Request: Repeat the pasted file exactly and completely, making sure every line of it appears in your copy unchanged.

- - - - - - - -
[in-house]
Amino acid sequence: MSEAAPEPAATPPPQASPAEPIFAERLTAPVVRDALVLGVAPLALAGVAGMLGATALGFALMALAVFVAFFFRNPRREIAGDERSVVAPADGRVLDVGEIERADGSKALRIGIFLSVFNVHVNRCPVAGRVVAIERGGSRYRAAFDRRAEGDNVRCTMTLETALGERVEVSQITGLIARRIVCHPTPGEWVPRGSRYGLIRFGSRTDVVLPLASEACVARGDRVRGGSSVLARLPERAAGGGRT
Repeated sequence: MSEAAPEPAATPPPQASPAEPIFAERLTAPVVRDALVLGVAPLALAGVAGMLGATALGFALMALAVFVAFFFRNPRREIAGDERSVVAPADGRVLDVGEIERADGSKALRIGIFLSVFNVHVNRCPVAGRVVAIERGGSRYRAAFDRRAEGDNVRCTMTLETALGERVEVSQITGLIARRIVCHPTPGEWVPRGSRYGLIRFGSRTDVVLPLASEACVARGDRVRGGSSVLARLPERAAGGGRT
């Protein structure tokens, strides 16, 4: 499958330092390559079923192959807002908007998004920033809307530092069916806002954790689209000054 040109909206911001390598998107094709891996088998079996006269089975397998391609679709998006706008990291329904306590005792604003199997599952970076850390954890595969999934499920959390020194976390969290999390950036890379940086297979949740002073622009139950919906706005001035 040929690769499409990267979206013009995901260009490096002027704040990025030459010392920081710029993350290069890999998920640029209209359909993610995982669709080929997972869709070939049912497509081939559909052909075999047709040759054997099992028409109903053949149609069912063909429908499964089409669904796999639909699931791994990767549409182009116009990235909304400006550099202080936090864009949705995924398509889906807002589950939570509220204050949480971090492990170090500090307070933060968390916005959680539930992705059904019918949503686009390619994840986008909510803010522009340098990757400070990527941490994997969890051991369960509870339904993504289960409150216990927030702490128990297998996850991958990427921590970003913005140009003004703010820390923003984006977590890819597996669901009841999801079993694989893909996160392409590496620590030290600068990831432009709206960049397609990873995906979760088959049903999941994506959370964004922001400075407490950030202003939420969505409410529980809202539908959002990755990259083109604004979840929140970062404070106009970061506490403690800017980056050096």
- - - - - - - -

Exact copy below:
[in-house]
Amino acid sequence: MSEAAPEPAATPPPQASPAEPIFAERLTAPVVRDALVLGVAPLALAGVAGMLGATALGFALMALAVFVAFFFRNPRREIAGDERSVVAPADGRVLDVGEIERADGSKALRIGIFLSVFNVHVNRCPVAGRVVAIERGGSRYRAAFDRRAEGDNVRCTMTLETALGERVEVSQITGLIARRIVCHPTPGEWVPRGSRYGLIRFGSRTDVVLPLASEACVARGDRVRGGSSVLARLPERAAGGGRT
Repeated sequence: MSEAAPEPAATPPPQASPAEPIFAERLTAPVVRDALVLGVAPLALAGVAGMLGATALGFALMALAVFVAFFFRNPRREIAGDERSVVAPADGRVLDVGEIERADGSKALRIGIFLSVFNVHVNRCPVAGRVVAIERGGSRYRAAFDRRAEGDNVRCTMTLETALGERVEVSQITGLIARRIVCHPTPGEWVPRGSRYGLIRFGSRTDVVLPLASEACVARGDRVRGGSSVLARLPERAAGGGRT
């Protein structure tokens, strides 16, 4: 499958330092390559079923192959807002908007998004920033809307530092069916806002954790689209000054 040109909206911001390598998107094709891996088998079996006269089975397998391609679709998006706008990291329904306590005792604003199997599952970076850390954890595969999934499920959390020194976390969290999390950036890379940086297979949740002073622009139950919906706005001035 040929690769499409990267979206013009995901260009490096002027704040990025030459010392920081710029993350290069890999998920640029209209359909993610995982669709080929997972869709070939049912497509081939559909052909075999047709040759054997099992028409109903053949149609069912063909429908499964089409669904796999639909699931791994990767549409182009116009990235909304400006550099202080936090864009949705995924398509889906807002589950939570509220204050949480971090492990170090500090307070933060968390916005959680539930992705059904019918949503686009390619994840986008909510803010522009340098990757400070990527941490994997969890051991369960509870339904993504289960409150216990927030702490128990297998996850991958990427921590970003913005140009003004703010820390923003984006977590890819597996669901009841999801079993694989893909996160392409590496620590030290600068990831432009709206960049397609990873995906979760088959049903999941994506959370964004922001400075407490950030202003939420969505409410529980809202539908959002990755990259083109604004979840929140970062404070106009970061506490403690800017980056050096």